Your Risk of Hearing Loss is Increased by Diabetes

Diabetic woman using a flash glucose monitor.

Genetic predisposition, aging, and extended exposure to loud sound are all common factors that can contribute to hearing loss. But the link between hearing loss and diabetes isn’t as widely known. Let’s dig a little deeper into that.

How is your risk of experiencing hearing loss increased by diabetes?

The prevalence of diabetes increases as you get older, and 37 million people, or 9% of the United States population, have this condition according to the CDC. And if you have diabetes, you’re twice as likely to develop hearing loss. 133 million Americans are pre-diabetic and even they have a 30% increased risk of developing hearing loss than people whose blood sugar is normal.

A variety of body areas can be impacted by diabetes: kidneys, hands, feet, eyes, and even ears. Elevated blood sugar levels can cause the deterioration of small blood vessels and nerves in the inner ears. In contrast, low blood sugar levels can interrupt the transmission of nerve signals from the inner ear to the brain. Worsened hearing loss can be the outcome of both situations.

Damage to the kidneys, heart, nerves, eyes, and blood vessels can be caused by chronic high blood pressure resulting from uncontrolled diabetes.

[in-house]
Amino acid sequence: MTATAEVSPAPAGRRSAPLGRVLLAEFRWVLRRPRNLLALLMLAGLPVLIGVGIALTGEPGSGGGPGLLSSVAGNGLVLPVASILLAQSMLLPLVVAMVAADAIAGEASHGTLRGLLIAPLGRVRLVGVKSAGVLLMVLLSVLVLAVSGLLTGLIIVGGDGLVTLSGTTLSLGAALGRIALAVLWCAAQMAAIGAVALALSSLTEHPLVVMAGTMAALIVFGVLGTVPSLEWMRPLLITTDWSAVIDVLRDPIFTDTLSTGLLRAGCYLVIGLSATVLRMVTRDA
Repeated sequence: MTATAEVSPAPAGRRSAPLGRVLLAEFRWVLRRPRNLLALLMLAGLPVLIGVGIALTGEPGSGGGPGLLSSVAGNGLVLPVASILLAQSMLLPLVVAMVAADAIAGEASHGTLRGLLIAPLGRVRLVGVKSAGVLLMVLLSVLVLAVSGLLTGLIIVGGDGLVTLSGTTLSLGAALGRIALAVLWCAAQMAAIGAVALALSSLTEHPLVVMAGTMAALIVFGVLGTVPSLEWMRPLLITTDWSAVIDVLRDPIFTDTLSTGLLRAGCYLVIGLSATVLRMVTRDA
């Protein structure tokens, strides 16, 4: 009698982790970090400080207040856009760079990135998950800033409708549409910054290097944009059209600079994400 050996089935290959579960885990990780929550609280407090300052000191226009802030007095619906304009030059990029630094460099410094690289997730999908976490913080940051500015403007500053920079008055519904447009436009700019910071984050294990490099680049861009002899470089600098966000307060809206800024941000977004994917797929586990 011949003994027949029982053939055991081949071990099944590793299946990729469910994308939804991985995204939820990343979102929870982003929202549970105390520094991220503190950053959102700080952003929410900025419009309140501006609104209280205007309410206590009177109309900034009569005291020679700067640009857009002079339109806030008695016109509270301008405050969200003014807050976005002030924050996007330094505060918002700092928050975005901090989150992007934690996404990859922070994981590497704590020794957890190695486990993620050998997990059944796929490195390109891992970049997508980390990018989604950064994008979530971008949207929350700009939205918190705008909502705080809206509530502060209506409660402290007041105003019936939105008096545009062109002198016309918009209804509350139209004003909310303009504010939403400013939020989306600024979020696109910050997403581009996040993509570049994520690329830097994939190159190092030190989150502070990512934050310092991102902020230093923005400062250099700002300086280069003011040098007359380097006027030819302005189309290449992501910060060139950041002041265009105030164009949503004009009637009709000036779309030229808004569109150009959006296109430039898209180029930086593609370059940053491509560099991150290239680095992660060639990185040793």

Signs you may be dealing with hearing loss

If you aren’t actively monitoring the condition of your hearing, hearing loss can slowly sneak up on you. In many cases, friends and co-workers might detect the issue before you identify it.

Here are a few signs of hearing loss:

  • Having a difficult time hearing in noisy places
  • Feeling as if people are mumbling when they talk
  • Frequently asking others to repeat themselves
  • Keeping the TV volume really loud
  • Trouble following phone conversations

If you experience any of these difficulties or if someone points out changes in your hearing, it’s important to consult with us. We will perform a hearing test that will establish a baseline for future assessments and also deal with any balance-related challenges.

If you have diabetes, be proactive

Getting a yearly hearing test is important, and that’s especially true for somebody who has diabetes.

Keep your blood sugar levels within the desired range.

Steer clear of loud noises and shield your ears by using earplugs.

The site information is for educational and informational purposes only and does not constitute medical advice. To receive personalized advice or treatment, schedule an appointment.

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